Please help with bug in my function - converts int to string

Discussion in 'C++' started by Ivar, Nov 17, 2005.

  1. Ivar

    Ivar Guest

    Hi guys - So basically I am trying to implement a function that
    converts an int to a string, but it is not working for some reason -
    any thoughts? My function, intToStr, is shown below. I'm just trying to
    implement this to gain practice with c-style strings.

    #include<iostream>
    #include"testString.h"

    int main(int argc, char* argv[]) {
    char* c2 = new char[];
    testString::intToStr(c2, -254);
    cout << c2 << endl;
    delete c2;
    c2 = NULL;
    return 0;*/
    }


    void testString::intToStr(char str[], int number) {
    int x = number;
    if(x < 0)
    x = -x;
    int order = 0;
    while(x > 0) {
    x = x/10;
    order++;
    }
    char* tmp = new char[order+2];
    tmp[0] = '\0';
    int y = number;
    for(int i=1; i <= order; i++) {
    tmp = (char)(y%10);
    y = y/10;
    }
    if(number < 0)
    tmp[order+1] = '-';
    else
    tmp[order+1] = '+';
    testString::reverseString(tmp); /*reverseString works - there is no
    bug in that code*/
    while(*str++ = *tmp++);
    delete tmp;
    tmp = NULL;
    }

    Thanks
     
    Ivar, Nov 17, 2005
    #1
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  2. Ivar wrote:
    > testString::reverseString(tmp); /*reverseString works - there is no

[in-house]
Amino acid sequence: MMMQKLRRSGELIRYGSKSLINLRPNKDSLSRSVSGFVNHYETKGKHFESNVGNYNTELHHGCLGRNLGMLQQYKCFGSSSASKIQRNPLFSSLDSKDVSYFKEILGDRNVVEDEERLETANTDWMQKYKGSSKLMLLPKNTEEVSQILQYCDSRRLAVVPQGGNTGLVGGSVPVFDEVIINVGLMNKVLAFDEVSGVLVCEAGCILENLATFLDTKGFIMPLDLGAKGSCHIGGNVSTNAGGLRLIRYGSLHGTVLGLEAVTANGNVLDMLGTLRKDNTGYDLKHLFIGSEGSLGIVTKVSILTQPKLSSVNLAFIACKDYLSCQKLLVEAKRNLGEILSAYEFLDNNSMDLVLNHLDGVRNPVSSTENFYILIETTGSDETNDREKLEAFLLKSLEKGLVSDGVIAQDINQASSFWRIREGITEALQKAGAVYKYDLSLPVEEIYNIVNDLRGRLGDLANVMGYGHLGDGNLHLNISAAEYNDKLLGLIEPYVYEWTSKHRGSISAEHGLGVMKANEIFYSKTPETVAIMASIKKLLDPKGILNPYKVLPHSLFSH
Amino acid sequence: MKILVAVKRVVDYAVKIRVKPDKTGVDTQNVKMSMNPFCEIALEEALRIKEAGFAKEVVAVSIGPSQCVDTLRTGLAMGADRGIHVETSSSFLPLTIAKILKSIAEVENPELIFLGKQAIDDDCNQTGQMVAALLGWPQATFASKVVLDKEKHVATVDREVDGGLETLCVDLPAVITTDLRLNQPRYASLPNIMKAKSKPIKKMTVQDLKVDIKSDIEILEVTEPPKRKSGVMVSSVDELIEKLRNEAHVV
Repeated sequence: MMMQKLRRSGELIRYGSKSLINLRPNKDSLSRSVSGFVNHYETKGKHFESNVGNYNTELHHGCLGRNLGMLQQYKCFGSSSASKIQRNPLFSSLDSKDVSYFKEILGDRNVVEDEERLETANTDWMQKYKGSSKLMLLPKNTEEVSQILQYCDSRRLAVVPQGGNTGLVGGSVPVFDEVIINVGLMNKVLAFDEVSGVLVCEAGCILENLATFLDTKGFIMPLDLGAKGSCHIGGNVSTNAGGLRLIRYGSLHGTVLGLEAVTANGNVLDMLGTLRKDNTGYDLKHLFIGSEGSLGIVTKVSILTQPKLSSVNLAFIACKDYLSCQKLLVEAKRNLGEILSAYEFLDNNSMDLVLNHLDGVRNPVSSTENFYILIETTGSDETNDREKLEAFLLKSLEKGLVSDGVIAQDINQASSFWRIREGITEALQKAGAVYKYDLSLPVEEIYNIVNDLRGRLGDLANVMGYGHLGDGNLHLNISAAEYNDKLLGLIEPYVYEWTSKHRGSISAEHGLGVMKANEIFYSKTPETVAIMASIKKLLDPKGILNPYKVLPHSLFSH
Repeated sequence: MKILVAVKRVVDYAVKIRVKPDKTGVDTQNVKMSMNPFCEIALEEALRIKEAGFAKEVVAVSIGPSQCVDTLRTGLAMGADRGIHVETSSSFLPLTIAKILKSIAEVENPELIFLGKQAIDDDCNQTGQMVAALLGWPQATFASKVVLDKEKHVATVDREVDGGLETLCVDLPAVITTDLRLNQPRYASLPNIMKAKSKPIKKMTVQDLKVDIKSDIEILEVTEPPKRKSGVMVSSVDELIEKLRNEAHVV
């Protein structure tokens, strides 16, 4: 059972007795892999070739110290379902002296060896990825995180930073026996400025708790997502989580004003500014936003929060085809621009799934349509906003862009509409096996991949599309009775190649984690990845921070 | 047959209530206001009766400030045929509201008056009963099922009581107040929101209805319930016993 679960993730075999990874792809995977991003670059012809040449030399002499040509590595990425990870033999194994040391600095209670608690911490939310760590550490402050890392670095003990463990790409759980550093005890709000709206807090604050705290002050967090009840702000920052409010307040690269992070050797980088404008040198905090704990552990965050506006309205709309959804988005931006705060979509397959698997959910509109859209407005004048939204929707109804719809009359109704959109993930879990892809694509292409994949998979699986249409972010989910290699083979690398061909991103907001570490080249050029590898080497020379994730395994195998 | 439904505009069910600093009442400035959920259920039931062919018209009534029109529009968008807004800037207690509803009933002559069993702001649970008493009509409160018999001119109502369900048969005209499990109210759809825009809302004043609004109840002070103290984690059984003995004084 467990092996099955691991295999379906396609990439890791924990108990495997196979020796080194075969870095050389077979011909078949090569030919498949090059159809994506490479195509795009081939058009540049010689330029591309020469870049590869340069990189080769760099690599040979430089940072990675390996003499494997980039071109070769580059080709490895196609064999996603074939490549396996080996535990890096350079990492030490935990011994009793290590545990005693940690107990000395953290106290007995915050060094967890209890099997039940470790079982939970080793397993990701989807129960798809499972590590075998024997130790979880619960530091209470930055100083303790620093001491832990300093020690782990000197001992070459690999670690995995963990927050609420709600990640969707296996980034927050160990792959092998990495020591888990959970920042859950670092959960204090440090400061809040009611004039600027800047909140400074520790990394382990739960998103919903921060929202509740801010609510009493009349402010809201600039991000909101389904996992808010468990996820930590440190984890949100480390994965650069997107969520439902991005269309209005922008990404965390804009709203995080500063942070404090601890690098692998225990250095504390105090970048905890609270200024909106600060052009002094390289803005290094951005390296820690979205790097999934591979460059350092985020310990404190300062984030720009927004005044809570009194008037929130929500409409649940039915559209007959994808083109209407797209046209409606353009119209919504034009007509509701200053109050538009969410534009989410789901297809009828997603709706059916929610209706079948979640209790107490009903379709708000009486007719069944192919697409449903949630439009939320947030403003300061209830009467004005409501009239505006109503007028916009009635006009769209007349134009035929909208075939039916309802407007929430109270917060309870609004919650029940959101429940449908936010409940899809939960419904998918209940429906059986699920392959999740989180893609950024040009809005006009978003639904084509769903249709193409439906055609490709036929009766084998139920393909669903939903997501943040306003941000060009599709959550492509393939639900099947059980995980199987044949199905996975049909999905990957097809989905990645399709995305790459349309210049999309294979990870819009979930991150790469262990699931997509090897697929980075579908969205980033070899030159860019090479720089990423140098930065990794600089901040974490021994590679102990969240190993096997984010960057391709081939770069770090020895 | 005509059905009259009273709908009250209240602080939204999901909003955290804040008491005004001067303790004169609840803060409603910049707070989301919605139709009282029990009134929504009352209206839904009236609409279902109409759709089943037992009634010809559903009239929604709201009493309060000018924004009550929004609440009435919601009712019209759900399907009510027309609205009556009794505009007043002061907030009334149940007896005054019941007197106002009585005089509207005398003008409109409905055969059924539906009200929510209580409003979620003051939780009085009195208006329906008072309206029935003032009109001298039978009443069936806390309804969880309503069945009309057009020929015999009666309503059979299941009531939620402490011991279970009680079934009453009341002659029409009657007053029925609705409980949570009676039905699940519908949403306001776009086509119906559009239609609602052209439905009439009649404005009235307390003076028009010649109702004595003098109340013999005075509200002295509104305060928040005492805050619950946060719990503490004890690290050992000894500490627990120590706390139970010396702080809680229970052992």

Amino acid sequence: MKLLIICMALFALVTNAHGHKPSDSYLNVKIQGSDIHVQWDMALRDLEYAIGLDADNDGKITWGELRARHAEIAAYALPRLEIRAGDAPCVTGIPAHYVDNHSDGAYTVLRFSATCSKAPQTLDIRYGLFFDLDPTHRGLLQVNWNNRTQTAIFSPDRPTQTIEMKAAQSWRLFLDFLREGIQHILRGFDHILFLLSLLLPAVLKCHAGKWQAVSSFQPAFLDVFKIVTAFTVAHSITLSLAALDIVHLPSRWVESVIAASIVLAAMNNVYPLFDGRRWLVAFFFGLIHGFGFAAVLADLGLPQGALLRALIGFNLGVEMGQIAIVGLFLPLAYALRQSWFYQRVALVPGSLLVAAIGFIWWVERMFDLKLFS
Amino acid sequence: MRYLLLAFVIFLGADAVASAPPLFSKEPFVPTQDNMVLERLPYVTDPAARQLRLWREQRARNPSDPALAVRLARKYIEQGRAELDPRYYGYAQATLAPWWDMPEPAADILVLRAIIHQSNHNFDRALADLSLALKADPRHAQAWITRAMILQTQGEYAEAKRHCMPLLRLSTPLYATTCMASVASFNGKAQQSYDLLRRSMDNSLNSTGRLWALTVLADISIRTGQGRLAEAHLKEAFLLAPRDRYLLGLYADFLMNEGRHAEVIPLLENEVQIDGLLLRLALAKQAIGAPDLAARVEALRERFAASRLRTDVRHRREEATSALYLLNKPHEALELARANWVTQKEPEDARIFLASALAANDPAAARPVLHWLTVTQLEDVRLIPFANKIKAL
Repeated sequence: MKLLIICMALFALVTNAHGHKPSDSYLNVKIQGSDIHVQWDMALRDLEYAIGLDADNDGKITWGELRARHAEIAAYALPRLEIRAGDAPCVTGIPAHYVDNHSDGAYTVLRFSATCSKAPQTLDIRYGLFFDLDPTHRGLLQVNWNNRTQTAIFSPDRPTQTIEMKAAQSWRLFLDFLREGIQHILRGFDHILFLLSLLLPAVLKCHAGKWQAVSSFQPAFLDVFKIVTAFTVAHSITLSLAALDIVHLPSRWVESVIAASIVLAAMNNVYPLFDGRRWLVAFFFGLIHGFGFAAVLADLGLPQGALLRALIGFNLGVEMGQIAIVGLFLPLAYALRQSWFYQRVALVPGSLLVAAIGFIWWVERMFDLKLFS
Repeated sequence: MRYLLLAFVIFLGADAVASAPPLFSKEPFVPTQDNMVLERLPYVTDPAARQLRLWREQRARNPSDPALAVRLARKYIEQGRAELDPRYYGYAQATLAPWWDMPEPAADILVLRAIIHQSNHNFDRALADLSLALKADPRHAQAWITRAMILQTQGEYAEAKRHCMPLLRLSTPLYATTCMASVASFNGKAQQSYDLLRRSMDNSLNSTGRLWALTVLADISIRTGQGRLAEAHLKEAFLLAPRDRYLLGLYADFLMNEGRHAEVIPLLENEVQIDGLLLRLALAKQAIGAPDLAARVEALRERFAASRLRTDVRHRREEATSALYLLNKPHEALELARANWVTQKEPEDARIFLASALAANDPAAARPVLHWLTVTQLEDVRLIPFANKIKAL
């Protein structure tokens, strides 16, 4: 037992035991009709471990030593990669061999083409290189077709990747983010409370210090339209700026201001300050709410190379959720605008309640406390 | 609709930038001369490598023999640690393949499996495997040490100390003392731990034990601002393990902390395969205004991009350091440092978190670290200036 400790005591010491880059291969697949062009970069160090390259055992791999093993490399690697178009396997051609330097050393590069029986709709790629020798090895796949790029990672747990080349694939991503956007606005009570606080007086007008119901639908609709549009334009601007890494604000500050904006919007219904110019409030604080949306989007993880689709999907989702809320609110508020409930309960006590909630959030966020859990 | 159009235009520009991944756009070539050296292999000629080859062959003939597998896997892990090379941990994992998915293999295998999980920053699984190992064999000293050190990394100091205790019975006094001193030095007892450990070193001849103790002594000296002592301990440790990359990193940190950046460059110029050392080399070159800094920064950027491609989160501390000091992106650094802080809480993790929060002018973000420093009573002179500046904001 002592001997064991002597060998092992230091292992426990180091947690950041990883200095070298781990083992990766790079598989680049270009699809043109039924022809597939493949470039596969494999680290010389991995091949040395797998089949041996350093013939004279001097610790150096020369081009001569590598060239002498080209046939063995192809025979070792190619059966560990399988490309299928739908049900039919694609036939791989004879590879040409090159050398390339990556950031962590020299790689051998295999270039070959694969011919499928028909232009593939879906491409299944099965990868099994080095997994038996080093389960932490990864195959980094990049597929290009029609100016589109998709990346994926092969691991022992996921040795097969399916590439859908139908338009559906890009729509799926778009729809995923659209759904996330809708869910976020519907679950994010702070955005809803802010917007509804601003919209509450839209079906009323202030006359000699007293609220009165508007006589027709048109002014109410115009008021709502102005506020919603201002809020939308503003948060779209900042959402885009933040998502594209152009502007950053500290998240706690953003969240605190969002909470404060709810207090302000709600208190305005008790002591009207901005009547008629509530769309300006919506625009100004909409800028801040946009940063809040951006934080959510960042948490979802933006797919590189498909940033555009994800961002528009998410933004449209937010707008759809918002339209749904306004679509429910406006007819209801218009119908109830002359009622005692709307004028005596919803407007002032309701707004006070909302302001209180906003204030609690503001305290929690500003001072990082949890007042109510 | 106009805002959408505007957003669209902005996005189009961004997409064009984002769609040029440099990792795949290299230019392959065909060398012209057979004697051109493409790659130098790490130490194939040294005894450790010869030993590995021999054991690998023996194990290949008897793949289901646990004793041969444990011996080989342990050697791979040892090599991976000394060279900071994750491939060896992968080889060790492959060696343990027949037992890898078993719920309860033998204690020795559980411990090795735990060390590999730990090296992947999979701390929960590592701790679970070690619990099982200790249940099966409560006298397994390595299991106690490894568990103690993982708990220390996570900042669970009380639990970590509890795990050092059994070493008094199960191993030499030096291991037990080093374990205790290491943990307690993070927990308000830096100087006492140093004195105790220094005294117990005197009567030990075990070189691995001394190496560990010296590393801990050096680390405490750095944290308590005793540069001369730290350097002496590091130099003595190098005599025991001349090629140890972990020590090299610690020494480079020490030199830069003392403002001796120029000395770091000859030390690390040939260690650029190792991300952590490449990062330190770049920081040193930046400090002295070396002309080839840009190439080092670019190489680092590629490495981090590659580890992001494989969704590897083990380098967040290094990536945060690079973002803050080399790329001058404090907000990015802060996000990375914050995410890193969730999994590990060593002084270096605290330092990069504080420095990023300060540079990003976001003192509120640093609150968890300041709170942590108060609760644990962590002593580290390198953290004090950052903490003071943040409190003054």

> bug in that code*/


    but there is a bug in your usage. since the first character of tmp is
    null character, I suspect whether the string will be reversed (provided
    reverseString doesnot do anything unusual.)
     
    Neelesh Bodas, Nov 17, 2005
    #2
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  3. Ivar wrote:
    > Hi guys - So basically I am trying to implement a function that
    > converts an int to a string, but it is not working for some reason -
    > any thoughts? My function, intToStr, is shown below. I'm just trying to
    > implement this to gain practice with c-style strings.


    Many things don't work here.

    > #include<iostream>
    > #include"testString.h"
    >
    > int main(int argc, char* argv[]) {
    > char* c2 = new char[];


    Illegal, you must specify an array size here.

    > testString::intToStr(c2, -254);
    > cout << c2 << endl;
    > delete c2;


    Illegal. This should be

    delete[] c2;

    > c2 = NULL;
    > return 0;*/


    Remove that */

    > }
    >
    >
    > void testString::intToStr(char str[], int number) {
    > int x = number;
    > if(x < 0)
    > x = -x;


    Use std::abs().

    > int order = 0;
    > while(x > 0) {
    > x = x/10;
    > order++;
    > }
    > char* tmp = new char[order+2];
    > tmp[0] = '\0';
    > int y = number;


    Watch out! y should be absolute here or you'll get negative values!

    > for(int i=1; i <= order; i++) {
    > tmp = (char)(y%10);